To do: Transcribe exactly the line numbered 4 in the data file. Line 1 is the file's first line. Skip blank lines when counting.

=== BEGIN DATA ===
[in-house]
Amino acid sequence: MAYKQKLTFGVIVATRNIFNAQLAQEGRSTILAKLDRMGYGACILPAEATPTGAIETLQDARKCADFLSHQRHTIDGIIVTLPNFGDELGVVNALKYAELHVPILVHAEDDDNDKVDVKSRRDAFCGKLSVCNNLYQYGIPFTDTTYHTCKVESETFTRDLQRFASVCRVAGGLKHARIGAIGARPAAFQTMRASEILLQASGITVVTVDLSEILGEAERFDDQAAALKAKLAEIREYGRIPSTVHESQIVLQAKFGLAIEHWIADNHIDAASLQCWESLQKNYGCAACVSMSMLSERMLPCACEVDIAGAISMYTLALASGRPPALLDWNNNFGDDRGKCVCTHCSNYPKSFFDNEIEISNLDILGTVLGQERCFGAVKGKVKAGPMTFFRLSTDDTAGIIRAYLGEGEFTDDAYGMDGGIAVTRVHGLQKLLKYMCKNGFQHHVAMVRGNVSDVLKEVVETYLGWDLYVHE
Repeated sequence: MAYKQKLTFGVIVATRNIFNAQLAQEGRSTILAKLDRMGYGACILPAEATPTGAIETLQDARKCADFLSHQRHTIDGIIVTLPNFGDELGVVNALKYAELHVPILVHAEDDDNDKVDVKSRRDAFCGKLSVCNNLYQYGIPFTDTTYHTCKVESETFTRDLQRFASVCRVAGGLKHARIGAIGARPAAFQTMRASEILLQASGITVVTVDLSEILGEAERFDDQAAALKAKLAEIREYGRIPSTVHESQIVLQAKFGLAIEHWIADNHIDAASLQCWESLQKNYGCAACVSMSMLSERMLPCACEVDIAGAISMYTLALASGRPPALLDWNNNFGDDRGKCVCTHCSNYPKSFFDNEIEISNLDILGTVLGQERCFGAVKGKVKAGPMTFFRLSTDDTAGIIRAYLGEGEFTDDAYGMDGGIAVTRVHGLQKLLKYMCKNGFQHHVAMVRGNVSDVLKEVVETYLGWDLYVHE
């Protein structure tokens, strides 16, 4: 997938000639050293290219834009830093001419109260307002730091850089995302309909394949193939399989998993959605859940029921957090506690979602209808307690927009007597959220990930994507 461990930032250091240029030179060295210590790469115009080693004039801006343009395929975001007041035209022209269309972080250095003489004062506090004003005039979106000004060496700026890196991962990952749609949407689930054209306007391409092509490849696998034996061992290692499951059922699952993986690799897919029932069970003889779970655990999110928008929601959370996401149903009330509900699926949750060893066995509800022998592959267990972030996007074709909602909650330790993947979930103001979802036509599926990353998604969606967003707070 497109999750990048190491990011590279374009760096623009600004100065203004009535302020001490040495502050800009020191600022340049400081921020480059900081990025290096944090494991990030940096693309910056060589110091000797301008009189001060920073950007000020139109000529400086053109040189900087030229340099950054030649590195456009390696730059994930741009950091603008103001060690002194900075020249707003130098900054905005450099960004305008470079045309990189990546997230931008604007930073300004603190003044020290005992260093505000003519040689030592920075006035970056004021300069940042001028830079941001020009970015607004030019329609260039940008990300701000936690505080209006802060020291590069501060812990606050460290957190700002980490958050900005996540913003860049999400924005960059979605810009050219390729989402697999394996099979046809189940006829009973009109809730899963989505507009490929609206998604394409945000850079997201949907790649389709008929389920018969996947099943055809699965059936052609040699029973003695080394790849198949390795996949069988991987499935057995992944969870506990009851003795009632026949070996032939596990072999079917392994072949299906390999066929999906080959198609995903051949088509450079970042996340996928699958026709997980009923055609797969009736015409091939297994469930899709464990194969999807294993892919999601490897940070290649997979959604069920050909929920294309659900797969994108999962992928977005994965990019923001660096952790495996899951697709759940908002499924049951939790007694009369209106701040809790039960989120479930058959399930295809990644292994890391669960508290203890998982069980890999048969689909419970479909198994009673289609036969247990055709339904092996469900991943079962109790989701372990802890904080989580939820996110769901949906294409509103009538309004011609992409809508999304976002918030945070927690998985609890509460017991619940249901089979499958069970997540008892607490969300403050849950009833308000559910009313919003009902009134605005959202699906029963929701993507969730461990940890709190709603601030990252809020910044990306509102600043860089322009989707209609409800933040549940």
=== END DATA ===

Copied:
């Protein structure tokens, strides 16, 4: 997938000639050293290219834009830093001419109260307002730091850089995302309909394949193939399989998993959605859940029921957090506690979602209808307690927009007597959220990930994507 461990930032250091240029030179060295210590790469115009080693004039801006343009395929975001007041035209022209269309972080250095003489004062506090004003005039979106000004060496700026890196991962990952749609949407689930054209306007391409092509490849696998034996061992290692499951059922699952993986690799897919029932069970003889779970655990999110928008929601959370996401149903009330509900699926949750060893066995509800022998592959267990972030996007074709909602909650330790993947979930103001979802036509599926990353998604969606967003707070 497109999750990048190491990011590279374009760096623009600004100065203004009535302020001490040495502050800009020191600022340049400081921020480059900081990025290096944090494991990030940096693309910056060589110091000797301008009189001060920073950007000020139109000529400086053109040189900087030229340099950054030649590195456009390696730059994930741009950091603008103001060690002194900075020249707003130098900054905005450099960004305008470079045309990189990546997230931008604007930073300004603190003044020290005992260093505000003519040689030592920075006035970056004021300069940042001028830079941001020009970015607004030019329609260039940008990300701000936690505080209006802060020291590069501060812990606050460290957190700002980490958050900005996540913003860049999400924005960059979605810009050219390729989402697999394996099979046809189940006829009973009109809730899963989505507009490929609206998604394409945000850079997201949907790649389709008929389920018969996947099943055809699965059936052609040699029973003695080394790849198949390795996949069988991987499935057995992944969870506990009851003795009632026949070996032939596990072999079917392994072949299906390999066929999906080959198609995903051949088509450079970042996340996928699958026709997980009923055609797969009736015409091939297994469930899709464990194969999807294993892919999601490897940070290649997979959604069920050909929920294309659900797969994108999962992928977005994965990019923001660096952790495996899951697709759940908002499924049951939790007694009369209106701040809790039960989120479930058959399930295809990644292994890391669960508290203890998982069980890999048969689909419970479909198994009673289609036969247990055709339904092996469900991943079962109790989701372990802890904080989580939820996110769901949906294409509103009538309004011609992409809508999304976002918030945070927690998985609890509460017991619940249901089979499958069970997540008892607490969300403050849950009833308000559910009313919003009902009134605005959202699906029963929701993507969730461990940890709190709603601030990252809020910044990306509102600043860089322009989707209609409800933040549940």